The first of these lines couldn't be more full of uncertainty: young people who are no longer adolescents but not yet adults, dreaming and morphing on a dance floor where "[t]he girls [were] lugging their blind-drunk partners," "plunged into almost total darkness" only a stanza before. Moreover, at the poem's end, the "w" sounds lend linguistic weight to a line that speaks of weightlessness.
Fast-forward through the alphabet to "I," and another look at the brain reveals an even closer examination of uncertainty:
To the program: "If you look at the brain..."
Not everyone agrees but it's clear
There is an immense power in uncertainty.
There is a story that goes like this:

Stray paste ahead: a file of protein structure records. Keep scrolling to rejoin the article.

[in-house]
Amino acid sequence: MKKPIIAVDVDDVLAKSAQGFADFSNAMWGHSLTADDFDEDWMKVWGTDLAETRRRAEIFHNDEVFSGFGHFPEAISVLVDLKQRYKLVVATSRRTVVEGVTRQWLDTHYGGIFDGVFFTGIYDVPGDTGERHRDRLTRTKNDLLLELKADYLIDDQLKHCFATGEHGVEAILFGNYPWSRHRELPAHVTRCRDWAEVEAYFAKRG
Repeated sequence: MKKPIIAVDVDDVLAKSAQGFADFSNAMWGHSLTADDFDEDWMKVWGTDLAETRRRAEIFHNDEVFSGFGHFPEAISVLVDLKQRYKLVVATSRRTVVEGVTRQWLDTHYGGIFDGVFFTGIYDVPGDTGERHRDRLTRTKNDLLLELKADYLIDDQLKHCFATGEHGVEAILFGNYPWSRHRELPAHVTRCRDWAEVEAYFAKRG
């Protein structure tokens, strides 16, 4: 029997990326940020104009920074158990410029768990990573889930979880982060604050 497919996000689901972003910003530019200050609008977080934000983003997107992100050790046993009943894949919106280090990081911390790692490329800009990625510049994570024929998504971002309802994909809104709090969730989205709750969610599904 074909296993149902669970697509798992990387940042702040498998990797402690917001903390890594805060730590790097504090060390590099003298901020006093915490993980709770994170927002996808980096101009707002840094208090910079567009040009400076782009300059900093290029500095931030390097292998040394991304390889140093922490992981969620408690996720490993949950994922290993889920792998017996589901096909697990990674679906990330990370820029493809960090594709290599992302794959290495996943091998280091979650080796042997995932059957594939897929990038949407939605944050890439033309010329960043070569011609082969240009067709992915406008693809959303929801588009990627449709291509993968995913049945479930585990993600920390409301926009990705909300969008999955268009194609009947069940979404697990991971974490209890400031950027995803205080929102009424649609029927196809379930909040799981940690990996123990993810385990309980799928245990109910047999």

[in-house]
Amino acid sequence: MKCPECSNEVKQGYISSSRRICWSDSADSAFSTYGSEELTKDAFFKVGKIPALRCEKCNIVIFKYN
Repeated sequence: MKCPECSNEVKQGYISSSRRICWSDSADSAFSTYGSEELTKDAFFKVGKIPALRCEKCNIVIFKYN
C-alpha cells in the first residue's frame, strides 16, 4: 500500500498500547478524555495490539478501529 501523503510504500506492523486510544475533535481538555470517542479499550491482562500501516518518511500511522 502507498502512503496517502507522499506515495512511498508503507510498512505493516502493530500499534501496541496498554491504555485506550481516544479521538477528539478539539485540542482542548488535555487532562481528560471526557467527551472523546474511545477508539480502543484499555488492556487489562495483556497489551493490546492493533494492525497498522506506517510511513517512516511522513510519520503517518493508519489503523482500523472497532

You were a crime you didn't know had been committed.
And it's that not knowing, the sine qua non
Of uncertainty, that holds the person in
-- p. 27
The supposition of an innocent crime makes sense in a poem with a title as holographic as "I as in Justice": Simply change the timing of the title's utterance, and a poem about justice simultaneously reveals itself as a poem about injustice. Truth, it seems, lies in the extrapolation between itself and falsehood, in the conjecture and curiosity that occupy the space where one thing meets its opposite.
The existence of this interstice threads throughout the poems in the collection: it shows up in the Ds, in the poem "Death and Disappearance" (p. 14) referring to the physical space "where cells line up / To meet the edge where the car takes the body away," and again in the Gs, in the poem "Ghosts and Grays," where
Separated two moments. Something became a coast
Against which she passed along staring
Into the difference between.
-- p. 22